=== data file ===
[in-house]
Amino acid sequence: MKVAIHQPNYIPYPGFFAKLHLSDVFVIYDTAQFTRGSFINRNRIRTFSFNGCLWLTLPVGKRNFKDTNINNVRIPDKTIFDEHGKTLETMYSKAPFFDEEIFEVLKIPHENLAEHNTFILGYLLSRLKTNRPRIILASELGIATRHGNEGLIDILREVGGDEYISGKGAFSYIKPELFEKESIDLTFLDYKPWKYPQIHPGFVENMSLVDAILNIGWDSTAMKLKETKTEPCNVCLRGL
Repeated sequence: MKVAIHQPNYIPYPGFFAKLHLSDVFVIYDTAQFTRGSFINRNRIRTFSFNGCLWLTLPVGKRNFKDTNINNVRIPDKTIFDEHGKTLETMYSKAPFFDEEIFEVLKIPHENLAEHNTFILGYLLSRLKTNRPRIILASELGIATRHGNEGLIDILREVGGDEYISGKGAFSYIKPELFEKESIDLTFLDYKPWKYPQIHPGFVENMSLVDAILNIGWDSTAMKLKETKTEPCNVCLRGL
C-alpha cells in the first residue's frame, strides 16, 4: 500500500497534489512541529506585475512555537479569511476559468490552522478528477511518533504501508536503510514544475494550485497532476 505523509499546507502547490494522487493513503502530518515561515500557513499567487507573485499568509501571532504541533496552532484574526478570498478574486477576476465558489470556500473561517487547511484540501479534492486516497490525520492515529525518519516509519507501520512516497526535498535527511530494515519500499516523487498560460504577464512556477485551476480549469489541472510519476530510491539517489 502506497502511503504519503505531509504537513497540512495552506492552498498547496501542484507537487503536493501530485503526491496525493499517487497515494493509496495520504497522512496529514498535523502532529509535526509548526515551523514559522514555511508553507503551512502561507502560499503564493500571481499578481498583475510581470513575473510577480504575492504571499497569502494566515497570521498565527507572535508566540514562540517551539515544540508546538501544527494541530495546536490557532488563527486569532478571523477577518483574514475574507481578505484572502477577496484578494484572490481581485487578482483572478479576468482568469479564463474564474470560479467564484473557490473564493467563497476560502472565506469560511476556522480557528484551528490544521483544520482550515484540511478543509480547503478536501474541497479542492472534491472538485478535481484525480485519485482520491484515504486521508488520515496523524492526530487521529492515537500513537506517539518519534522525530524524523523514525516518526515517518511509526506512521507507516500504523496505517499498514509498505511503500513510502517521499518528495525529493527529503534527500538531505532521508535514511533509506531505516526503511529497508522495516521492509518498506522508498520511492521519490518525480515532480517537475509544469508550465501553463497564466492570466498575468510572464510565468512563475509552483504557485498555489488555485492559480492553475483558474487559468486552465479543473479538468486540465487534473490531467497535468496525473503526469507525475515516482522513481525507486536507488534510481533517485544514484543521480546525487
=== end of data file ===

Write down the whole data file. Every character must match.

[in-house]
Amino acid sequence: MKVAIHQPNYIPYPGFFAKLHLSDVFVIYDTAQFTRGSFINRNRIRTFSFNGCLWLTLPVGKRNFKDTNINNVRIPDKTIFDEHGKTLETMYSKAPFFDEEIFEVLKIPHENLAEHNTFILGYLLSRLKTNRPRIILASELGIATRHGNEGLIDILREVGGDEYISGKGAFSYIKPELFEKESIDLTFLDYKPWKYPQIHPGFVENMSLVDAILNIGWDSTAMKLKETKTEPCNVCLRGL
Repeated sequence: MKVAIHQPNYIPYPGFFAKLHLSDVFVIYDTAQFTRGSFINRNRIRTFSFNGCLWLTLPVGKRNFKDTNINNVRIPDKTIFDEHGKTLETMYSKAPFFDEEIFEVLKIPHENLAEHNTFILGYLLSRLKTNRPRIILASELGIATRHGNEGLIDILREVGGDEYISGKGAFSYIKPELFEKESIDLTFLDYKPWKYPQIHPGFVENMSLVDAILNIGWDSTAMKLKETKTEPCNVCLRGL
C-alpha cells in the first residue's frame, strides 16, 4: 500500500497534489512541529506585475512555537479569511476559468490552522478528477511518533504501508536503510514544475494550485497532476 505523509499546507502547490494522487493513503502530518515561515500557513499567487507573485499568509501571532504541533496552532484574526478570498478574486477576476465558489470556500473561517487547511484540501479534492486516497490525520492515529525518519516509519507501520512516497526535498535527511530494515519500499516523487498560460504577464512556477485551476480549469489541472510519476530510491539517489 502506497502511503504519503505531509504537513497540512495552506492552498498547496501542484507537487503536493501530485503526491496525493499517487497515494493509496495520504497522512496529514498535523502532529509535526509548526515551523514559522514555511508553507503551512502561507502560499503564493500571481499578481498583475510581470513575473510577480504575492504571499497569502494566515497570521498565527507572535508566540514562540517551539515544540508546538501544527494541530495546536490557532488563527486569532478571523477577518483574514475574507481578505484572502477577496484578494484572490481581485487578482483572478479576468482568469479564463474564474470560479467564484473557490473564493467563497476560502472565506469560511476556522480557528484551528490544521483544520482550515484540511478543509480547503478536501474541497479542492472534491472538485478535481484525480485519485482520491484515504486521508488520515496523524492526530487521529492515537500513537506517539518519534522525530524524523523514525516518526515517518511509526506512521507507516500504523496505517499498514509498505511503500513510502517521499518528495525529493527529503534527500538531505532521508535514511533509506531505516526503511529497508522495516521492509518498506522508498520511492521519490518525480515532480517537475509544469508550465501553463497564466492570466498575468510572464510565468512563475509552483504557485498555489488555485492559480492553475483558474487559468486552465479543473479538468486540465487534473490531467497535468496525473503526469507525475515516482522513481525507486536507488534510481533517485544514484543521480546525487